By now everyone is familiar with the Digital Accountability and Transparency Act (DATA Act) passed by Congress last year with specific deadlines and know that Treasury, OMB, and others are busy preparing to address its requirements to disclose direct expenditures and link them to contracts, loans and grants. It requires the establishment of standards, improvements in the quality of data and streamlined reporting through the use of USASpending.gov. It may also, at the discretion of the Secretary of Treasury, establish a data analysis center to facilitate better analysis and increase efficiency. If implemented correctly, the act could provide an underlying framework to support not only transparency and accountability in government, but the improvement in efficiency and effectiveness of government programs. Read More
As the largest buyer of goods and services in the world, our government has a rigorous procurement process in place to protect the American taxpayer, designed to facilitate helping Uncle Sam buy what he needs to perform his myriad missions efficiently, effectively, and economically. Unfortunately, the federal government fails to spend taxpayer money wisely with such frequency that newspapers and television reports are rife with examples of overspending, failed projects and bloated contracts. Read More
In May 2014, President Obama signed the DATA Act into law. The crux of the law is simple: Make financial data across government available in a standardized format. As a result, stakeholders will speak a common financial data language.
This is an important step toward government consistency, but not necessarily a culturally transformative event. Let’s step back for a second and think about what “transparency” truly means. Imagine a clear plastic screen replaces the wall between your office and your co-worker’s office. Day in and day out, you are able to see the interactions of your nearest work neighbor. In some ways, your neighbor’s actions are transparent -- you can see her every move. However, you are still missing a key component -- context. Why is she talking to those people? Why is she visiting that website? You can certainly use contextual cues to make an educated guess, but your guess and others’ guesses would probably not mesh completely. Read More
The midterm elections clearly demonstrated that the American people are longing for Congress to do something different. The new Congress needs to begin addressing big issues that past Congresses have failed to do. Reforms in social insurance programs, tax law, civil service, immigration, and many others are critical for the American people and the health of our nation. These issues need to be addressed by Congress as a whole, but the Committees on Oversight and Government Reform in the House and Homeland Security and Government Affairs in the Senate need to take on real reform to improve the health of our government. Read More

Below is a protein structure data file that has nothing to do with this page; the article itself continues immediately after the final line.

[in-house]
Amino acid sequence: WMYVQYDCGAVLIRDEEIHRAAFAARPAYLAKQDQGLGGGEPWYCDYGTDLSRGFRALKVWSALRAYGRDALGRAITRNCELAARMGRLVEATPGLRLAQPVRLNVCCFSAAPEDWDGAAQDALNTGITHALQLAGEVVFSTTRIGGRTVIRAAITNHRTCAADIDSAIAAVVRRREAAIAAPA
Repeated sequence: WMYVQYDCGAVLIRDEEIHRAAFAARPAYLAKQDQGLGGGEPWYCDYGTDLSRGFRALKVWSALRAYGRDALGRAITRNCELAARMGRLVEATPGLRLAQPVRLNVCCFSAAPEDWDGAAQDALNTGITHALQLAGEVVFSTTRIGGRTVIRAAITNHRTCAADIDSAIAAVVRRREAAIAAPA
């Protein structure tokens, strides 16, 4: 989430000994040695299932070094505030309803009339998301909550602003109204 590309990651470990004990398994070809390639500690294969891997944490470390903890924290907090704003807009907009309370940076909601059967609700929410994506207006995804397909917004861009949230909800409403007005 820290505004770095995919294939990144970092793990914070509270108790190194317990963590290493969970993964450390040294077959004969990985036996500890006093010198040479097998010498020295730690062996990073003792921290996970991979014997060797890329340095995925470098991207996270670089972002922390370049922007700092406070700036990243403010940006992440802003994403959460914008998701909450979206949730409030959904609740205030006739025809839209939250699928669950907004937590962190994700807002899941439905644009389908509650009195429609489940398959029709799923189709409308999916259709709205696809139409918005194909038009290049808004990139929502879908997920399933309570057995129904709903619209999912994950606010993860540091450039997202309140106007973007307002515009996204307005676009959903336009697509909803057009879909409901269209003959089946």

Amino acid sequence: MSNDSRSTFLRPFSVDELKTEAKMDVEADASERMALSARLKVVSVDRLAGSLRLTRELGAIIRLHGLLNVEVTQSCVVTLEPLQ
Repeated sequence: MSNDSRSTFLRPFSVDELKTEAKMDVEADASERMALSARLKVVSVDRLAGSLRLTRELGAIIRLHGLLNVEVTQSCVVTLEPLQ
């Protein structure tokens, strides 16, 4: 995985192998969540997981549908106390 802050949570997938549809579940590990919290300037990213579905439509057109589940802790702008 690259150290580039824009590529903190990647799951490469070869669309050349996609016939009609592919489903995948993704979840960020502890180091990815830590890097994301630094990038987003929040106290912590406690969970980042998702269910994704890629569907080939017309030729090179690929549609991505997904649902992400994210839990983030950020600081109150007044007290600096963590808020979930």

The below article, written by COE’s president and chief executive officer, Steve Goodrich, was originally published via Federal Computer Week on July 21, 2014. The piece talks about what can be done proactively to avoid possible pitfalls of the new Data Act. Read More
This May, Steve Goodrich spoke at GovExec’s 18th Annual Excellence in Government conference— the nation’s largest and most highly concentrated gathering of agency leaders focused on exploring the new management, business and leadership strategies needed for the agency of the future.
Steve spoke alongside Angela Bailey, Chief Operating Officer at the Office of Personnel Management on EIG’s 2014 Data and Performance session. The panel, moderated by Government Executive Media Group editor-in-chief, Tom Shoop, discussed the opportunities an increasingly data-driven world offers to improve the performance of federal agencies and employees alike. Read More
For anyone over the age of 40, the word “mission” cannot help but conjure up images of rockets, moon landings and brave astronauts. As President John F. Kennedy said in his famous speech at Rice University in 1962:
“We choose to go to the moon in this decade … because that goal will serve to organize and measure the best of our energies and skills, because that challenge is one that we are willing to accept, one we are unwilling to postpone, and one which we intend to win…." Read More
As the Cheshire Cat tells us, if you don't know where you are going, any path will get you there. This suggests that if you are not clear about what you, your agency and your team are to "produce"—what the clear outcomes of your work are to be — then it is okay for staff to spend their time on whatever their current practices or preferences of work might be. This leads to a perspective that work—any work— is good, whether it is making a needed difference or not. What we need in our government is a focus on outcomes–the value delivered to the American people by a high-performing federal workforce. Read More
This week the House of Representatives took a big step toward increased efficiency and transparency in government by passing the Digital Accountability and Transparency Act (DATA). The bill was passed by a unanimous vote in the Senate last month and now awaits White House approval. DATA aims to make more than $3 trillion in federal spending transparent to the public along with streamlining the monitoring and reporting process for recipients of federal funds. The bill would authorize a state-of-the-art data analysis center along with a pilot program that would consolidate reporting across agencies and programs. House Oversight and Government Reform Committee Chairman Darrell Issa (R-CA) is a strong supporter of the bill and believes it will help improve government credibility in the eyes of the American people. “The DATA Act will give the American people the ability to track how we spend their tax dollars,” Issa said. Read More